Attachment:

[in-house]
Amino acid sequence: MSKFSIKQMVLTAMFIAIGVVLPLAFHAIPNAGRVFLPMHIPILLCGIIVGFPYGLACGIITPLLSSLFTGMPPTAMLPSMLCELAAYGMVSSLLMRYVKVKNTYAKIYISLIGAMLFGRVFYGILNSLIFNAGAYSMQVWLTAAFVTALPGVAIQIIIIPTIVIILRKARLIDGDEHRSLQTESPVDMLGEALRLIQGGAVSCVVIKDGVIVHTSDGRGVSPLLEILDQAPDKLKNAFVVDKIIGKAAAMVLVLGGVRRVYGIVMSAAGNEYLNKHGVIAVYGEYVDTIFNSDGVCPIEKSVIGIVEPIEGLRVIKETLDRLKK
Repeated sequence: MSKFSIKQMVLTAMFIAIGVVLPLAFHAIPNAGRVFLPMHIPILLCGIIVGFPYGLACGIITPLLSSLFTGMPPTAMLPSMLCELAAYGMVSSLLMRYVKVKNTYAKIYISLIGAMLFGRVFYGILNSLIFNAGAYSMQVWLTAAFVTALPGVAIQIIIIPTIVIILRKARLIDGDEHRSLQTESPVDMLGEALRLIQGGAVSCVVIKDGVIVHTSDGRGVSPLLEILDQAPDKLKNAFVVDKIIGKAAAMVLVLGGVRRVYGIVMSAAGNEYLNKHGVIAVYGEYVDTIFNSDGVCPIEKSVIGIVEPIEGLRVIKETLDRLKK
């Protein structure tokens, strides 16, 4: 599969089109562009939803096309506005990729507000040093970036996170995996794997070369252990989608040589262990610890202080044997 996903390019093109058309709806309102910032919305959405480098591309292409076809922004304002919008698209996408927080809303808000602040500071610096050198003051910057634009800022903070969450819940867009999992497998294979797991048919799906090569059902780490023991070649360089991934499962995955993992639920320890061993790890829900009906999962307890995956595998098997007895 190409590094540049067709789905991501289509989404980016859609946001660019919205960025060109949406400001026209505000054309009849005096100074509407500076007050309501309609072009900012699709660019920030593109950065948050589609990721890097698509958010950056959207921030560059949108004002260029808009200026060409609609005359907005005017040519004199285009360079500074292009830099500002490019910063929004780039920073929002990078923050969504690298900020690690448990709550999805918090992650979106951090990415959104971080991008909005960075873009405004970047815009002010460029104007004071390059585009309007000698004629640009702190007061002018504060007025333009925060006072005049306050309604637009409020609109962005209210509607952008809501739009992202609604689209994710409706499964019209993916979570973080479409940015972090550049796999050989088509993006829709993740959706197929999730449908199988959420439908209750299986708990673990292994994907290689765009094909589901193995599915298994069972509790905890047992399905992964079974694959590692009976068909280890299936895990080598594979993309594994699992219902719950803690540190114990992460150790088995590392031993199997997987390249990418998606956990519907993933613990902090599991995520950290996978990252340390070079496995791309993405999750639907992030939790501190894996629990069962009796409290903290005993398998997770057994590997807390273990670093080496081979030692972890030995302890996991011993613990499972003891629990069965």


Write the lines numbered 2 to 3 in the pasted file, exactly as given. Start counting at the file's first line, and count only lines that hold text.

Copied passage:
Amino acid sequence: MSKFSIKQMVLTAMFIAIGVVLPLAFHAIPNAGRVFLPMHIPILLCGIIVGFPYGLACGIITPLLSSLFTGMPPTAMLPSMLCELAAYGMVSSLLMRYVKVKNTYAKIYISLIGAMLFGRVFYGILNSLIFNAGAYSMQVWLTAAFVTALPGVAIQIIIIPTIVIILRKARLIDGDEHRSLQTESPVDMLGEALRLIQGGAVSCVVIKDGVIVHTSDGRGVSPLLEILDQAPDKLKNAFVVDKIIGKAAAMVLVLGGVRRVYGIVMSAAGNEYLNKHGVIAVYGEYVDTIFNSDGVCPIEKSVIGIVEPIEGLRVIKETLDRLKK
Repeated sequence: MSKFSIKQMVLTAMFIAIGVVLPLAFHAIPNAGRVFLPMHIPILLCGIIVGFPYGLACGIITPLLSSLFTGMPPTAMLPSMLCELAAYGMVSSLLMRYVKVKNTYAKIYISLIGAMLFGRVFYGILNSLIFNAGAYSMQVWLTAAFVTALPGVAIQIIIIPTIVIILRKARLIDGDEHRSLQTESPVDMLGEALRLIQGGAVSCVVIKDGVIVHTSDGRGVSPLLEILDQAPDKLKNAFVVDKIIGKAAAMVLVLGGVRRVYGIVMSAAGNEYLNKHGVIAVYGEYVDTIFNSDGVCPIEKSVIGIVEPIEGLRVIKETLDRLKK